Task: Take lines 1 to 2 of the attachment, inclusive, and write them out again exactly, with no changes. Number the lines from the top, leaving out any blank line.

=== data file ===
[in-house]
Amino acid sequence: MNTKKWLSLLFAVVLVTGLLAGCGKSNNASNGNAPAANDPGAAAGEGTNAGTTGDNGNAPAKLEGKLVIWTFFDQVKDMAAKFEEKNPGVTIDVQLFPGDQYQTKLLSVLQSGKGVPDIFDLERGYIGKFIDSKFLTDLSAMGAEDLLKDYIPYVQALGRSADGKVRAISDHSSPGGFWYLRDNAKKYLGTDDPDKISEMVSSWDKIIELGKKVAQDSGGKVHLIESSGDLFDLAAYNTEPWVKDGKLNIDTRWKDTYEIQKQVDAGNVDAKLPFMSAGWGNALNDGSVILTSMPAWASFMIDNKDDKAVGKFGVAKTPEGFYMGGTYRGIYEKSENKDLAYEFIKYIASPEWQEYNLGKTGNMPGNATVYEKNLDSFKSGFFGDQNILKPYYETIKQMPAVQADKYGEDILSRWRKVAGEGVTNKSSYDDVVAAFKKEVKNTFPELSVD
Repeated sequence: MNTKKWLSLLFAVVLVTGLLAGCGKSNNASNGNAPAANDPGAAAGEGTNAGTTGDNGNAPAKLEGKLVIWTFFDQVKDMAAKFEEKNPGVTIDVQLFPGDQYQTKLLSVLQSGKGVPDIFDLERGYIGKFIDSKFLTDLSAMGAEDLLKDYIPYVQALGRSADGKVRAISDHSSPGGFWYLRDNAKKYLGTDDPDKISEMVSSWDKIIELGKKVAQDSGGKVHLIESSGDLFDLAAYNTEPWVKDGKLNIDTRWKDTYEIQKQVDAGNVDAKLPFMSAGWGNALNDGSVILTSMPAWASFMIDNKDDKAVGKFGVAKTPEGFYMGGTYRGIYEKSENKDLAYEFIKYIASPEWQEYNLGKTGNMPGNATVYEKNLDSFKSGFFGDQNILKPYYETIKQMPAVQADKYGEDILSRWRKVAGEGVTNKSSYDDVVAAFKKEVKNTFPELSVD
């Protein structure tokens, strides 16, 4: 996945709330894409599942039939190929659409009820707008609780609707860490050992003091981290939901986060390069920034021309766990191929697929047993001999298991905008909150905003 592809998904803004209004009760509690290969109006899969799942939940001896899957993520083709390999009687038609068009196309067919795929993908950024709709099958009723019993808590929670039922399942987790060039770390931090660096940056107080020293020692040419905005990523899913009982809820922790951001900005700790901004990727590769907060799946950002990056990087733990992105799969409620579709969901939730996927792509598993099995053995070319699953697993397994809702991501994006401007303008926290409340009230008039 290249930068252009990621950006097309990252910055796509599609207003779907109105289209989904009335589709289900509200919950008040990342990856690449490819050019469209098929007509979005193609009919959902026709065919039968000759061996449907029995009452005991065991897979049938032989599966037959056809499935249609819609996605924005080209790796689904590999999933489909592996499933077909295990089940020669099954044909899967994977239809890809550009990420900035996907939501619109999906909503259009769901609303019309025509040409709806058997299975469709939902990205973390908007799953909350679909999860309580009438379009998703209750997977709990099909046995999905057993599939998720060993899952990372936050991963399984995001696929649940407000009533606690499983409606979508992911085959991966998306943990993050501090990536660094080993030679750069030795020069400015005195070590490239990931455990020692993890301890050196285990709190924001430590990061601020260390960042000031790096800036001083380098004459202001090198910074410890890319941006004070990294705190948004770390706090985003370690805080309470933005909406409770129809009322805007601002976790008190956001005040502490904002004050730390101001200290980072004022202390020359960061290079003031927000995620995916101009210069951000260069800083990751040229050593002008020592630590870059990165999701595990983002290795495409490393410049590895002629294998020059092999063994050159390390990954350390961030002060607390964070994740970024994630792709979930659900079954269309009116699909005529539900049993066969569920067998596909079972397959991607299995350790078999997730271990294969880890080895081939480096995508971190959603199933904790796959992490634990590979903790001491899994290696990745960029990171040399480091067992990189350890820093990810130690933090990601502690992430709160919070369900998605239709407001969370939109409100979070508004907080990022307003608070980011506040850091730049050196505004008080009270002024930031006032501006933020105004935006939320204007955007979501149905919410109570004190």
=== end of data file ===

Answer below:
[in-house]
Amino acid sequence: MNTKKWLSLLFAVVLVTGLLAGCGKSNNASNGNAPAANDPGAAAGEGTNAGTTGDNGNAPAKLEGKLVIWTFFDQVKDMAAKFEEKNPGVTIDVQLFPGDQYQTKLLSVLQSGKGVPDIFDLERGYIGKFIDSKFLTDLSAMGAEDLLKDYIPYVQALGRSADGKVRAISDHSSPGGFWYLRDNAKKYLGTDDPDKISEMVSSWDKIIELGKKVAQDSGGKVHLIESSGDLFDLAAYNTEPWVKDGKLNIDTRWKDTYEIQKQVDAGNVDAKLPFMSAGWGNALNDGSVILTSMPAWASFMIDNKDDKAVGKFGVAKTPEGFYMGGTYRGIYEKSENKDLAYEFIKYIASPEWQEYNLGKTGNMPGNATVYEKNLDSFKSGFFGDQNILKPYYETIKQMPAVQADKYGEDILSRWRKVAGEGVTNKSSYDDVVAAFKKEVKNTFPELSVD